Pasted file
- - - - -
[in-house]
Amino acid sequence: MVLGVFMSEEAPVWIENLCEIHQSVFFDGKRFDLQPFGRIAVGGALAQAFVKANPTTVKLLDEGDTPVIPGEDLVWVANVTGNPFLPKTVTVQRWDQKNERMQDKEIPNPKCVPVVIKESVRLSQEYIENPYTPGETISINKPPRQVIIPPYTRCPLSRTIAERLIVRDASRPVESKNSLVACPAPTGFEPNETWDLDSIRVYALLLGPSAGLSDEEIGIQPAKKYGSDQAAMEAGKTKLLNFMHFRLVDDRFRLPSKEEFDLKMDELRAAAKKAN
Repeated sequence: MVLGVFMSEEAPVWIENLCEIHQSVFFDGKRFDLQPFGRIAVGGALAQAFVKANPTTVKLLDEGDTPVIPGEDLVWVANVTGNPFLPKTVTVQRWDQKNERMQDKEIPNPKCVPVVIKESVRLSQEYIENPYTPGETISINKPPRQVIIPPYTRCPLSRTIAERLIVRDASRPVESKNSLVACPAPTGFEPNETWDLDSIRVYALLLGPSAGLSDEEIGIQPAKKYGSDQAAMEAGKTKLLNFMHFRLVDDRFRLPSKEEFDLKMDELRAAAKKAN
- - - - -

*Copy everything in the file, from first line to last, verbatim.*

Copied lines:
[in-house]
Amino acid sequence: MVLGVFMSEEAPVWIENLCEIHQSVFFDGKRFDLQPFGRIAVGGALAQAFVKANPTTVKLLDEGDTPVIPGEDLVWVANVTGNPFLPKTVTVQRWDQKNERMQDKEIPNPKCVPVVIKESVRLSQEYIENPYTPGETISINKPPRQVIIPPYTRCPLSRTIAERLIVRDASRPVESKNSLVACPAPTGFEPNETWDLDSIRVYALLLGPSAGLSDEEIGIQPAKKYGSDQAAMEAGKTKLLNFMHFRLVDDRFRLPSKEEFDLKMDELRAAAKKAN
Repeated sequence: MVLGVFMSEEAPVWIENLCEIHQSVFFDGKRFDLQPFGRIAVGGALAQAFVKANPTTVKLLDEGDTPVIPGEDLVWVANVTGNPFLPKTVTVQRWDQKNERMQDKEIPNPKCVPVVIKESVRLSQEYIENPYTPGETISINKPPRQVIIPPYTRCPLSRTIAERLIVRDASRPVESKNSLVACPAPTGFEPNETWDLDSIRVYALLLGPSAGLSDEEIGIQPAKKYGSDQAAMEAGKTKLLNFMHFRLVDDRFRLPSKEEFDLKMDELRAAAKKAN